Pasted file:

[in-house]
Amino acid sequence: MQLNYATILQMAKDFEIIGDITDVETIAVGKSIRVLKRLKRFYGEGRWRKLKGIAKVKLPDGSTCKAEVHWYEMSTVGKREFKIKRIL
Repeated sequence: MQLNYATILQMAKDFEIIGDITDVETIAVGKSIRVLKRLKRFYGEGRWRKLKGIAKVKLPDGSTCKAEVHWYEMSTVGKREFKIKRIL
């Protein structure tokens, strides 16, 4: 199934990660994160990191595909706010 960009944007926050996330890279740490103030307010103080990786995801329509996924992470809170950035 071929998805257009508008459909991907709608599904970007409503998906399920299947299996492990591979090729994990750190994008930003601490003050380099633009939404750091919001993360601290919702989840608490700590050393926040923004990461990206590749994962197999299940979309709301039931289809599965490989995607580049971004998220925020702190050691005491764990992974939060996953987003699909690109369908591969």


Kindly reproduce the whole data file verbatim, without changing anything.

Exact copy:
[in-house]
Amino acid sequence: MQLNYATILQMAKDFEIIGDITDVETIAVGKSIRVLKRLKRFYGEGRWRKLKGIAKVKLPDGSTCKAEVHWYEMSTVGKREFKIKRIL
Repeated sequence: MQLNYATILQMAKDFEIIGDITDVETIAVGKSIRVLKRLKRFYGEGRWRKLKGIAKVKLPDGSTCKAEVHWYEMSTVGKREFKIKRIL
């Protein structure tokens, strides 16, 4: 199934990660994160990191595909706010 960009944007926050996330890279740490103030307010103080990786995801329509996924992470809170950035 071929998805257009508008459909991907709608599904970007409503998906399920299947299996492990591979090729994990750190994008930003601490003050380099633009939404750091919001993360601290919702989840608490700590050393926040923004990461990206590749994962197999299940979309709301039931289809599965490989995607580049971004998220925020702190050691005491764990992974939060996953987003699909690109369908591969």